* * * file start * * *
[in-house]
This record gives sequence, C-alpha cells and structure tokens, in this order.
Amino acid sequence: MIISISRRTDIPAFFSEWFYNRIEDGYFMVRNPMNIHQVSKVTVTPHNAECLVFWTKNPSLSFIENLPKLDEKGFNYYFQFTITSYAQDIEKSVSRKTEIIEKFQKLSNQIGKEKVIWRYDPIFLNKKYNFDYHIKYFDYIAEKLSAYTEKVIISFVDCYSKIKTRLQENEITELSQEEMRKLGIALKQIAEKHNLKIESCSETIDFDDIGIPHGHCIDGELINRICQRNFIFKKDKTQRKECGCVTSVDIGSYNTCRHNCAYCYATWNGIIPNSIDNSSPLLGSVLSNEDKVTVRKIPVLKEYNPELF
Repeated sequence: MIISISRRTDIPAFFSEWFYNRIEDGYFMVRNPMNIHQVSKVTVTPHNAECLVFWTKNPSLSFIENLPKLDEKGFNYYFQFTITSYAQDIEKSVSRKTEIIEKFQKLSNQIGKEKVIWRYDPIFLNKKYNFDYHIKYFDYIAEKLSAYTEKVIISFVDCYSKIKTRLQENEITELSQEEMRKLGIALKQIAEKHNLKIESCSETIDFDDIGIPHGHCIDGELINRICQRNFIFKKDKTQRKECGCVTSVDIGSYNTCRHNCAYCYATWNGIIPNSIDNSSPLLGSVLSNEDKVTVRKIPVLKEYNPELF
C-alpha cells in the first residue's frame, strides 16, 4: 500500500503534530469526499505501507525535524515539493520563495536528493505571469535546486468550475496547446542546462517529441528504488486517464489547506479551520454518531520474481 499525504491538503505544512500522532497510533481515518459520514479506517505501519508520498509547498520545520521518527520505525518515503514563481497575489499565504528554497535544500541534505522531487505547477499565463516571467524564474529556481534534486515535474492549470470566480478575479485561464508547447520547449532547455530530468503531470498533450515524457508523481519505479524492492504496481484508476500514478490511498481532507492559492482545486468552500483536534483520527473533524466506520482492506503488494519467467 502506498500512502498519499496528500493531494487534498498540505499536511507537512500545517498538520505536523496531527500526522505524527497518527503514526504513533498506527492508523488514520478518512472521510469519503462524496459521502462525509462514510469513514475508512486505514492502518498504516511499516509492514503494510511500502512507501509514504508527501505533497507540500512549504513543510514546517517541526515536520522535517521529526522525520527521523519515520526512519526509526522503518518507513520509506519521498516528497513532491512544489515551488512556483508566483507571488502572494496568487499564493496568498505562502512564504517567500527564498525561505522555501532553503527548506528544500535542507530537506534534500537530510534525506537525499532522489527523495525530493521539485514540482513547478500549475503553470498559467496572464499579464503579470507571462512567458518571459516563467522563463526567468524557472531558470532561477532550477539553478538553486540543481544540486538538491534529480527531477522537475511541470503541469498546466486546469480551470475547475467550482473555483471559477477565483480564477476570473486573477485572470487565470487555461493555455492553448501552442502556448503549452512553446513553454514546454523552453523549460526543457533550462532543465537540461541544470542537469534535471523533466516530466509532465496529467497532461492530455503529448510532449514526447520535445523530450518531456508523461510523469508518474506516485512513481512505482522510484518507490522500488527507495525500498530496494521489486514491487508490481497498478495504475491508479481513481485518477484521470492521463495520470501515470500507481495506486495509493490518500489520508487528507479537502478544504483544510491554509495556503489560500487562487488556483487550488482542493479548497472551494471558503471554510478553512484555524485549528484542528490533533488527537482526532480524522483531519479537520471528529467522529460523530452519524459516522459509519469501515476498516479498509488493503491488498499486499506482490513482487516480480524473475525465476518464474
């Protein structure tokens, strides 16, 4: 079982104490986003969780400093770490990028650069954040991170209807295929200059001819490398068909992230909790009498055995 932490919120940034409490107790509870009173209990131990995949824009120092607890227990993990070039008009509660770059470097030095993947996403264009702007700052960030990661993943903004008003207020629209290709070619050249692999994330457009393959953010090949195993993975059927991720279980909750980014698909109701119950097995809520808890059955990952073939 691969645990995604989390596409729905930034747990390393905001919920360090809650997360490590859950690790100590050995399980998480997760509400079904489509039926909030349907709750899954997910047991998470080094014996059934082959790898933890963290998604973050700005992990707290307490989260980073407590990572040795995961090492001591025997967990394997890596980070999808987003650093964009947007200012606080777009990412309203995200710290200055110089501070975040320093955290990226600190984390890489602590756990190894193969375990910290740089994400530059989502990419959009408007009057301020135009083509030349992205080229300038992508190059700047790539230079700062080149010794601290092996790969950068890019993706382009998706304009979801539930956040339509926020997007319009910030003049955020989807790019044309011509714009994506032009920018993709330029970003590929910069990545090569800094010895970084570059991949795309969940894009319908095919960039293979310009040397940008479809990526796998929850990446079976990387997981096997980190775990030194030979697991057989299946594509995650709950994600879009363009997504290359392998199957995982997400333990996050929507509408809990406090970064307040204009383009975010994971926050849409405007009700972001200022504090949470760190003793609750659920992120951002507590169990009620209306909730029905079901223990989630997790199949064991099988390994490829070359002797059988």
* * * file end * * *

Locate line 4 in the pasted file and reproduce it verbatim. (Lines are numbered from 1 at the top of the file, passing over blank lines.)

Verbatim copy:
Repeated sequence: MIISISRRTDIPAFFSEWFYNRIEDGYFMVRNPMNIHQVSKVTVTPHNAECLVFWTKNPSLSFIENLPKLDEKGFNYYFQFTITSYAQDIEKSVSRKTEIIEKFQKLSNQIGKEKVIWRYDPIFLNKKYNFDYHIKYFDYIAEKLSAYTEKVIISFVDCYSKIKTRLQENEITELSQEEMRKLGIALKQIAEKHNLKIESCSETIDFDDIGIPHGHCIDGELINRICQRNFIFKKDKTQRKECGCVTSVDIGSYNTCRHNCAYCYATWNGIIPNSIDNSSPLLGSVLSNEDKVTVRKIPVLKEYNPELF